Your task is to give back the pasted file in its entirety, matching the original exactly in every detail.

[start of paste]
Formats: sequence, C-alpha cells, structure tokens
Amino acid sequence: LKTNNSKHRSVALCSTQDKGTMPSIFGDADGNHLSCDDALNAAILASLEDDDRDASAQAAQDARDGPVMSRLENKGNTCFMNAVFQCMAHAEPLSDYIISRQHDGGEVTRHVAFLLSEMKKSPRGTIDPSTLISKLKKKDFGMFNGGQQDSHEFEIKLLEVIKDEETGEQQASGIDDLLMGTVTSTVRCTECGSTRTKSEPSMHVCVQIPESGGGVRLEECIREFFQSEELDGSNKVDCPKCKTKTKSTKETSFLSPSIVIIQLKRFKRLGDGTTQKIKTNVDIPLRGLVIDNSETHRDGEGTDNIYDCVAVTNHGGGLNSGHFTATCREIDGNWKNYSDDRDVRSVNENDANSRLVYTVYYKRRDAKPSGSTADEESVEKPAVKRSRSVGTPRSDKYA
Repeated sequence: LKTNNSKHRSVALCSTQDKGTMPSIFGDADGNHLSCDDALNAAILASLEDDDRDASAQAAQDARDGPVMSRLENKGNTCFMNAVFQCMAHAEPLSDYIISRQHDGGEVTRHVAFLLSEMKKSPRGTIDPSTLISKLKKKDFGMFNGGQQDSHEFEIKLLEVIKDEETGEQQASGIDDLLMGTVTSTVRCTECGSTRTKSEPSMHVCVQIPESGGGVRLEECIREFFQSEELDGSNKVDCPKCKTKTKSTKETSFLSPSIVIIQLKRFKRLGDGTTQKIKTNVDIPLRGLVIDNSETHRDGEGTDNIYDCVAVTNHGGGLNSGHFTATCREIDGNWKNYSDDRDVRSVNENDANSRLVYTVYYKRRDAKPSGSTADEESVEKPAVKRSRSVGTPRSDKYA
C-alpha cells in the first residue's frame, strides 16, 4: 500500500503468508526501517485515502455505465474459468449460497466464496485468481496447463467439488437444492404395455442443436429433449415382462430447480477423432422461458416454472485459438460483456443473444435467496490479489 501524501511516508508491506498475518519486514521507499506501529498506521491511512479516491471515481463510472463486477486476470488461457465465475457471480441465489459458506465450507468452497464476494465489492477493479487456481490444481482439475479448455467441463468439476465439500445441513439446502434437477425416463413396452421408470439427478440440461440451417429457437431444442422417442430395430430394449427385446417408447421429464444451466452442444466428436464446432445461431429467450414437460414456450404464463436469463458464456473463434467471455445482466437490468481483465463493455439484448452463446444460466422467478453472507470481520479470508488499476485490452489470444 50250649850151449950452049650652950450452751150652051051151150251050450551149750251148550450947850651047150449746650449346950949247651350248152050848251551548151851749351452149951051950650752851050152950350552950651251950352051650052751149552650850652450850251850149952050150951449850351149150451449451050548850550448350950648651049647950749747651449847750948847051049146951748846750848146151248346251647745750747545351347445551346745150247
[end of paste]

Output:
Formats: sequence, C-alpha cells, structure tokens
Amino acid sequence: LKTNNSKHRSVALCSTQDKGTMPSIFGDADGNHLSCDDALNAAILASLEDDDRDASAQAAQDARDGPVMSRLENKGNTCFMNAVFQCMAHAEPLSDYIISRQHDGGEVTRHVAFLLSEMKKSPRGTIDPSTLISKLKKKDFGMFNGGQQDSHEFEIKLLEVIKDEETGEQQASGIDDLLMGTVTSTVRCTECGSTRTKSEPSMHVCVQIPESGGGVRLEECIREFFQSEELDGSNKVDCPKCKTKTKSTKETSFLSPSIVIIQLKRFKRLGDGTTQKIKTNVDIPLRGLVIDNSETHRDGEGTDNIYDCVAVTNHGGGLNSGHFTATCREIDGNWKNYSDDRDVRSVNENDANSRLVYTVYYKRRDAKPSGSTADEESVEKPAVKRSRSVGTPRSDKYA
Repeated sequence: LKTNNSKHRSVALCSTQDKGTMPSIFGDADGNHLSCDDALNAAILASLEDDDRDASAQAAQDARDGPVMSRLENKGNTCFMNAVFQCMAHAEPLSDYIISRQHDGGEVTRHVAFLLSEMKKSPRGTIDPSTLISKLKKKDFGMFNGGQQDSHEFEIKLLEVIKDEETGEQQASGIDDLLMGTVTSTVRCTECGSTRTKSEPSMHVCVQIPESGGGVRLEECIREFFQSEELDGSNKVDCPKCKTKTKSTKETSFLSPSIVIIQLKRFKRLGDGTTQKIKTNVDIPLRGLVIDNSETHRDGEGTDNIYDCVAVTNHGGGLNSGHFTATCREIDGNWKNYSDDRDVRSVNENDANSRLVYTVYYKRRDAKPSGSTADEESVEKPAVKRSRSVGTPRSDKYA
C-alpha cells in the first residue's frame, strides 16, 4: 500500500503468508526501517485515502455505465474459468449460497466464496485468481496447463467439488437444492404395455442443436429433449415382462430447480477423432422461458416454472485459438460483456443473444435467496490479489 501524501511516508508491506498475518519486514521507499506501529498506521491511512479516491471515481463510472463486477486476470488461457465465475457471480441465489459458506465450507468452497464476494465489492477493479487456481490444481482439475479448455467441463468439476465439500445441513439446502434437477425416463413396452421408470439427478440440461440451417429457437431444442422417442430395430430394449427385446417408447421429464444451466452442444466428436464446432445461431429467450414437460414456450404464463436469463458464456473463434467471455445482466437490468481483465463493455439484448452463446444460466422467478453472507470481520479470508488499476485490452489470444 50250649850151449950452049650652950450452751150652051051151150251050450551149750251148550450947850651047150449746650449346950949247651350248152050848251551548151851749351452149951051950650752851050152950350552950651251950352051650052751149552650850652450850251850149952050150951449850351149150451449451050548850550448350950648651049647950749747651449847750948847051049146951748846750848146151248346251647745750747545351347445551346745150247